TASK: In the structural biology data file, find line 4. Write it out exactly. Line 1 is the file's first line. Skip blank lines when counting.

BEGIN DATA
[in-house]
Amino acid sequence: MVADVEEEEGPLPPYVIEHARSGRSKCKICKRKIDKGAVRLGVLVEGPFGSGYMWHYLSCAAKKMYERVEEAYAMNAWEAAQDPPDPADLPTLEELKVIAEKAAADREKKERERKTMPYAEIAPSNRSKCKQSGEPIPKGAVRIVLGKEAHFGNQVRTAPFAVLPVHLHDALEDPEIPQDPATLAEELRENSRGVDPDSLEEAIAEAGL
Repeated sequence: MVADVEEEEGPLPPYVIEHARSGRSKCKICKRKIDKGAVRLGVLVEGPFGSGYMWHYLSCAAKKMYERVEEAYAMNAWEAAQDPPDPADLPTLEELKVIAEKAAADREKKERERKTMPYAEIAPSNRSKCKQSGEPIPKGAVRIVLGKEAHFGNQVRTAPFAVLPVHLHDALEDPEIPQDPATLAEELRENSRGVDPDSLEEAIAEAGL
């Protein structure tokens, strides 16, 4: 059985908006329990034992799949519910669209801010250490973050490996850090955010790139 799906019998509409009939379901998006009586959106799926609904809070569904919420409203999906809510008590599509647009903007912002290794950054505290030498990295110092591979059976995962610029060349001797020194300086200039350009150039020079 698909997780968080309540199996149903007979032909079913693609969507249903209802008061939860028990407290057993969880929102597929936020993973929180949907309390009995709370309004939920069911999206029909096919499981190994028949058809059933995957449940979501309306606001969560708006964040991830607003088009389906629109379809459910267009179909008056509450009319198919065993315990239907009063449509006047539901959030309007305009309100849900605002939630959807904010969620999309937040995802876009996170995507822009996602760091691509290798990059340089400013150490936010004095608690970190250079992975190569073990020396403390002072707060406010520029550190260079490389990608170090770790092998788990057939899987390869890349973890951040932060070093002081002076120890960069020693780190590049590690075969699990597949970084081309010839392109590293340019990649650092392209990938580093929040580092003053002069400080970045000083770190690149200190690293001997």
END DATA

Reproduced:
């Protein structure tokens, strides 16, 4: 059985908006329990034992799949519910669209801010250490973050490996850090955010790139 799906019998509409009939379901998006009586959106799926609904809070569904919420409203999906809510008590599509647009903007912002290794950054505290030498990295110092591979059976995962610029060349001797020194300086200039350009150039020079 698909997780968080309540199996149903007979032909079913693609969507249903209802008061939860028990407290057993969880929102597929936020993973929180949907309390009995709370309004939920069911999206029909096919499981190994028949058809059933995957449940979501309306606001969560708006964040991830607003088009389906629109379809459910267009179909008056509450009319198919065993315990239907009063449509006047539901959030309007305009309100849900605002939630959807904010969620999309937040995802876009996170995507822009996602760091691509290798990059340089400013150490936010004095608690970190250079992975190569073990020396403390002072707060406010520029550190260079490389990608170090770790092998788990057939899987390869890349973890951040932060070093002081002076120890960069020693780190590049590690075969699990597949970084081309010839392109590293340019990649650092392209990938580093929040580092003053002069400080970045000083770190690149200190690293001997």